• Tongue problems: There are a range of tongue problems that can cause sucking problems. For example: Poor latching technique, Tongue thrust, Tongue tie, short or long tongue, retracted tongue and tongue curling or sucking.
• Jaw clenching: Clenching of the jaw can also cause problems. Often called gum-biting or clamping.
• Sensory integration problems: This can cause “sensory overload” and makes it difficult for a baby to concentrate on feeding alone. See our section on sensory integration issues.
• Oral aversion:
Oral aversion is when a baby resists anything that touches the inside
of their mouth. This is usually the result of procedures done during and
after labor, such as forceful suctioning.
• Floppy baby:
A floppy baby may have low muscle tone or may have suffered from lack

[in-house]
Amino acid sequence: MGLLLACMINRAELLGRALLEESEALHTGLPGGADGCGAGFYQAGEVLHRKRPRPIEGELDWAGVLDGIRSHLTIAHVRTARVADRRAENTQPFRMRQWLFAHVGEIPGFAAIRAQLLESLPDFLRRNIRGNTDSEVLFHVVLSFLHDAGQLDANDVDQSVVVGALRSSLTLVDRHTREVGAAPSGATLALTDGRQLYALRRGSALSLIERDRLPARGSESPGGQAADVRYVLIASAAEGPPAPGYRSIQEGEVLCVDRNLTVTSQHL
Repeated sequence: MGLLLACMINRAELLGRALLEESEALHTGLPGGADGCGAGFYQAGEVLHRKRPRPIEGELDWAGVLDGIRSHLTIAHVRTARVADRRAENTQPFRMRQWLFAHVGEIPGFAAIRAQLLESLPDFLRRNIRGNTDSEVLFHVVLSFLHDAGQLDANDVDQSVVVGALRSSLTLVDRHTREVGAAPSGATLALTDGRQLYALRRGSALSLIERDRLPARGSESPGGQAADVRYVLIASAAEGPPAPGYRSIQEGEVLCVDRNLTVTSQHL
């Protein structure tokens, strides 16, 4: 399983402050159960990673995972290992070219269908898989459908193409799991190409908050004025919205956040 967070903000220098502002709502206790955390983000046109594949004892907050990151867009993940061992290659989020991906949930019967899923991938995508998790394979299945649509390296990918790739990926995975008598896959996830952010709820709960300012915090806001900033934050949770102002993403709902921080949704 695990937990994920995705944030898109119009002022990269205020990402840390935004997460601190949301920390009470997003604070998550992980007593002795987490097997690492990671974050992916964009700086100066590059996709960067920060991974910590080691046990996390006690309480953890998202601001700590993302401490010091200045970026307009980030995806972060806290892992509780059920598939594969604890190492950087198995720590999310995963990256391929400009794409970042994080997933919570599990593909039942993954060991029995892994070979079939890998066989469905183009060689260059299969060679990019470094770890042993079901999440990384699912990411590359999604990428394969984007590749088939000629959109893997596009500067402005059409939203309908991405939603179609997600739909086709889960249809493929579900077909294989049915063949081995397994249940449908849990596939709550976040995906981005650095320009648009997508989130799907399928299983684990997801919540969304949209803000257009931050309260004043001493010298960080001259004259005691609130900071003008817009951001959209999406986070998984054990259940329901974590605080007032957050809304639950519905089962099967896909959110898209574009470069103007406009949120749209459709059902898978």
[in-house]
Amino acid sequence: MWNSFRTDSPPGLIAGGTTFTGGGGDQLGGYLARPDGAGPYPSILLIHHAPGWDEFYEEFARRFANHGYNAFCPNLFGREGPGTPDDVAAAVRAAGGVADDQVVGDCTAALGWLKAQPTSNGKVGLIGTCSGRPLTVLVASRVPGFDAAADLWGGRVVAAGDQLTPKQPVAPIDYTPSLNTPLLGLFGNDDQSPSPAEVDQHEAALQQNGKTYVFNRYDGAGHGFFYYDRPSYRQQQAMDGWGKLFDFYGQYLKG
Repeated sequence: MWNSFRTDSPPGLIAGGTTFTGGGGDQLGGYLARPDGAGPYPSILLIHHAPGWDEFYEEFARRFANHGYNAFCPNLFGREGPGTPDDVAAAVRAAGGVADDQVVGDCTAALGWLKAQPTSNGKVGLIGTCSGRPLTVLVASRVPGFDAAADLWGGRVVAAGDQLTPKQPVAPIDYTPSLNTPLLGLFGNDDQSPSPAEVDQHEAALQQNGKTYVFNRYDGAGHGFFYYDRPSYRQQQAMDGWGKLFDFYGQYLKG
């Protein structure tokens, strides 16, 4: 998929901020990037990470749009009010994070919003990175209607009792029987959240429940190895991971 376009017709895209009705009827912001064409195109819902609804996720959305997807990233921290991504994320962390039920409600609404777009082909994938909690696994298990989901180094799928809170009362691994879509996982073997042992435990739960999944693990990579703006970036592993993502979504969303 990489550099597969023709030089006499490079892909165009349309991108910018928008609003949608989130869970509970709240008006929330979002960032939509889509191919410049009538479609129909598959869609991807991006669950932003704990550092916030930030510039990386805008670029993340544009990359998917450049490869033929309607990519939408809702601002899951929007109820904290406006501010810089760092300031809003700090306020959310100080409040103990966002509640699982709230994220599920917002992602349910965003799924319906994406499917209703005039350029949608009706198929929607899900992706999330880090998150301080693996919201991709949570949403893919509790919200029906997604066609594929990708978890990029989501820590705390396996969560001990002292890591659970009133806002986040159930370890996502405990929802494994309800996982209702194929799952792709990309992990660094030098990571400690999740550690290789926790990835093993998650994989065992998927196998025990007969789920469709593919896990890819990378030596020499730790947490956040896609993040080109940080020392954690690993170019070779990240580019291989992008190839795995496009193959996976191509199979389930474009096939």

of oxygen during birth. These babies struggle to move at all, and
usually have a weak suck.
• Neonatal Abstinence Syndrome:
Babies who were exposed to drugs in the womb may have problems sucking.
These drugs may include: Alcohol, marijuana, antidepressants, methadone
and many others.
Signs and Symptoms of a Sucking Problem
• The mother has sore nipples that are obviously the result of the hard palate rubbing on the nipple, because the nipple is distorted after feeding.
• The mother has engorged breasts for longer than one week after birth; this means that her baby is not removing enough milk from the breasts.
• The baby cries excessively because he/she is hungry.